Wednesday, May 6, 2020

Graduate Spotlight: Andrea Ferrara


Andrea Ferrara is a very talented graduate from AnimSchool who with his hard work and dedication not only passed the Animation program with a great shot, but also went on to work in feature films. Here is an interview where we learn about him and his workflow.

Andrea, tell us about yourself

My name is Andrea Ferrara, I am 26 and I am from Italy. In high school, I graduated in fine art and my course of studies was specialised in painting, mosaic and stained glasses.

At the age of 20, I moved to London where after two years working on different jobs, I started working as a barman to pay for my studies at AnimSchool.

What motivated you to become a 3D animator?

I have always wanted to work within the industry. When I was a child, I loved drawing and that led me to the idea of drawing for animation. This passion naturally made me pursue an art education.

I grew up between the ’90s and 2000s, and 3D animation was becoming the predominant way to make animated movies, I guess it turned out to be the obvious way to make animation and to become an animator for me as well.

Why did you decide to learn animation from AnimSchool?

After completing a one year 3D generalist course, I realised I needed to focus solely on animation if I wanted to achieve something in this industry; so I started researching for the best school to do that, and looking at every school’s student showcase, the AnimSchool’s reel was the one that made the best impression on me. It had more quality in my opinion and with the payment plan that they have, was also affordable for me.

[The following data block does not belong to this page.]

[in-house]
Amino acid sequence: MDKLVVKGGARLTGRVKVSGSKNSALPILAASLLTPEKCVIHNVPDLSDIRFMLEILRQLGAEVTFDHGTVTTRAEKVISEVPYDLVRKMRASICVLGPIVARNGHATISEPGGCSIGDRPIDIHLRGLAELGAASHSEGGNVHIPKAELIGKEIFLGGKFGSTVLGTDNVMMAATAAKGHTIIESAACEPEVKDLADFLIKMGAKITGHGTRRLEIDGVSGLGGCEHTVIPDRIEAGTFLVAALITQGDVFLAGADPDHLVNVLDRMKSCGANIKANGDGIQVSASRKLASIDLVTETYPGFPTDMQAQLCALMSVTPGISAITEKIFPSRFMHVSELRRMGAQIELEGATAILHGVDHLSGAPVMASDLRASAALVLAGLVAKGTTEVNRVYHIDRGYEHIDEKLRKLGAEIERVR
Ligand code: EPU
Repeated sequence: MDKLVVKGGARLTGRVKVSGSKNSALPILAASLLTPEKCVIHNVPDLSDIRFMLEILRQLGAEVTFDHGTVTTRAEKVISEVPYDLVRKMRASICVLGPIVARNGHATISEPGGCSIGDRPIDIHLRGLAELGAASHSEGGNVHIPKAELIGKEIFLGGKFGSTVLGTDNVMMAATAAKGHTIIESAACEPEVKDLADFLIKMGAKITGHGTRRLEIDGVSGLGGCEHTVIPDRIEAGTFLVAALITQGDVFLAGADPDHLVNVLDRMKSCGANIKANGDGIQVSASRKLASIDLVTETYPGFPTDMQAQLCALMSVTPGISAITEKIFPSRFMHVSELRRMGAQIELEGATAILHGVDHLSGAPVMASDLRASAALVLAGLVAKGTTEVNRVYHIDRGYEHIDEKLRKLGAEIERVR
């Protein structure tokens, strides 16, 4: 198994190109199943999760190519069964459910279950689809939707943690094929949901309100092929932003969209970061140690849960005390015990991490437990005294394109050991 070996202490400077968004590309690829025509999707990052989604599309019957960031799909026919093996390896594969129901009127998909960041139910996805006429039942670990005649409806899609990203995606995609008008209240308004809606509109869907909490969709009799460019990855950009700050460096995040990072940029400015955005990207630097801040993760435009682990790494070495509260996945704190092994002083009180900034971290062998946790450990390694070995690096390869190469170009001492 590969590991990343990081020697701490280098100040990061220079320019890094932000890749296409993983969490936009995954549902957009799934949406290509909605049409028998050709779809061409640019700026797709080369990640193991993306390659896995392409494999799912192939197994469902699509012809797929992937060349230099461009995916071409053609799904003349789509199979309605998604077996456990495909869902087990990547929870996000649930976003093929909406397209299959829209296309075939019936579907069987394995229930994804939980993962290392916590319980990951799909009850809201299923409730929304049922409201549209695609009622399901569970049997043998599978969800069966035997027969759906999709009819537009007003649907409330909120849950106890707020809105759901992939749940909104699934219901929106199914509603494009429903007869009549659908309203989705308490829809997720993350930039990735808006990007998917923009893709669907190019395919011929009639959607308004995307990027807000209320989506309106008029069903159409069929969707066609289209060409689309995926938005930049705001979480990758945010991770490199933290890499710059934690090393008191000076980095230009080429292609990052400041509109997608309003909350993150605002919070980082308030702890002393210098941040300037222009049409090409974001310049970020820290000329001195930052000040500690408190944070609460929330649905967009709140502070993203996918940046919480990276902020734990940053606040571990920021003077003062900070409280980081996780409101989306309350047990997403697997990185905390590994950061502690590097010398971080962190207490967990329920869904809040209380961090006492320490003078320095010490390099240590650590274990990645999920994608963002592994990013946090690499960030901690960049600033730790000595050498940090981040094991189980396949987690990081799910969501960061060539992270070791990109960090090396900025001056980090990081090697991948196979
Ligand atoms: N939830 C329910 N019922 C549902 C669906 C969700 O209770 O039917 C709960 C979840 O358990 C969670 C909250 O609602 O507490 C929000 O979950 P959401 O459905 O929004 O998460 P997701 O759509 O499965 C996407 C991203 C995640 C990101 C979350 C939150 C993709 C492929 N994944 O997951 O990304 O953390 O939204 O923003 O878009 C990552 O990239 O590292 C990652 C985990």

Could you describe your work experience with The Secret Life of Pets 2 and how it was working on a project that big?

I had a lot of fun working on The Secret Life of Pets 2. It was my first project, and I really felt like I was improving shot after shot.
When you get the chance to work in a studio this big you really have to put in extra work and a lot of extra time, and you have to be open to improve, learn, and get as much feedback as you can. I really tried to show how much of a hard worker I am, and I was paid off by getting bigger and better shots every time.
I think I have animated just under 30 shots by the end of the production of various frame range. As today I have worked for Illumination Macguff for a little longer than 2 years. However, I animated on Pets 2 for 14 months.


Did your time / experience with AnimSchool help prepare you for a job like this? If so how?  

Thanks to AnimSchool, when I was assigned my very first shot, I felt like I already knew what to do. The transition from school to work was easy enough because the basic concepts of how to make an animation; how to conceive a shot etc. are the same in the workplace. It really made me feel at home.

Tell us about your workflow.

I examine the storyboard and layout with great attention. I play it in a loop to create a good image of the shot in my head. I try to visualise the best possible acting choices and determine the mood of the shot. I try to get into the character’s personality. 
When I feel I have the key poses, I sketch them down, and then I take a long time to pose the character into those key poses in Maya, then I put the in-betweens.